In her report about the recent oral arguments in a Texas redistricting plan that was created by a panel of three federal judges, Dahlia Lithwick noted a compromise floated by Justice Kagan:
Clement and Garza seem almost to agree on a Kagan-suggested compromise whereby the lower court starts again with the new Texas map, but Texas bears a burden of proof to show that each district isn’t unconstitutional. Garza says that if it keeps the burden of proof on Texas it would be “far more preferable.” Clement seems to concede that it’s better than the court-drawn maps.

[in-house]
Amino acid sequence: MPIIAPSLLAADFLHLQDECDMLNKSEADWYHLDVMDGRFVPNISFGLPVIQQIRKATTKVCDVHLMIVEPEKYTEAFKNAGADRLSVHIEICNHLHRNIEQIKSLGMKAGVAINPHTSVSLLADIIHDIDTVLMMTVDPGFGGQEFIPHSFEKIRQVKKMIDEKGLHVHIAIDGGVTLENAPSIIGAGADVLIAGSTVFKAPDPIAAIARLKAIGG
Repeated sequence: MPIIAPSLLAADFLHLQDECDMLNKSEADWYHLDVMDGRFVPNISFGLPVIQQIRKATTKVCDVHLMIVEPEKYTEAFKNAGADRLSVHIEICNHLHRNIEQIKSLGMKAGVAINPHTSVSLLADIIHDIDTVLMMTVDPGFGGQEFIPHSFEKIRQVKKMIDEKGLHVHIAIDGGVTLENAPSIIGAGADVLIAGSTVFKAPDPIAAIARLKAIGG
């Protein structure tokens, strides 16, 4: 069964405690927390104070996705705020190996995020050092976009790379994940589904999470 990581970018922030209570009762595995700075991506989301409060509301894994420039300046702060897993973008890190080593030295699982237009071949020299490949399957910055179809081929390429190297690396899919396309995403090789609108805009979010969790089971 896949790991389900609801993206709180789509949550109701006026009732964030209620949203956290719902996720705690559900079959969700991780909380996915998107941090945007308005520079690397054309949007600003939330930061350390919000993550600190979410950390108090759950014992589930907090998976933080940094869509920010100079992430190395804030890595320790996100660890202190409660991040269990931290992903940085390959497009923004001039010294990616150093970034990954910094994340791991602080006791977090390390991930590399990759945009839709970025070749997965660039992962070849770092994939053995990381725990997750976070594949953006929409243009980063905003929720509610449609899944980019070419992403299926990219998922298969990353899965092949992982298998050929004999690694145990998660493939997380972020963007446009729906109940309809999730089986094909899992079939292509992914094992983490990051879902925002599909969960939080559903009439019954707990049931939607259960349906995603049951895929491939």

As it turns out, the Supreme Court has done something along these lines in its decision today. In a unanimous, per curiam (that is, unsigned by any single member of the Court) opinion, the Supreme Court rejected the redistricting plan created by the panel without fully reinstating the plan drawn up by the Texas legislature. The Court's opinion outlined a new set of standards for the panel to follow which, according to election law guru Rick Hasen, is likely to result in a redistricting very close to the one initially drawn up by the legislature. In turn, this is likely to help Republicans keep control the House in 2012. Looking to the future, the most interesting aspect of this case is that Justice Clarence Thomas wrote a concurring opinion to reiterate his belief that the crucial Section 5 of the Voting Rights Act—which requires states with a history of disenfranchisement to "pre-clear" changes to their election laws with the federal government, to prevent the states from following their historical practice of developing new, creative ways to disenfranchise voters—violates the Constitution. If he can persuade four of his colleagues to go along, this would be a political earthquake.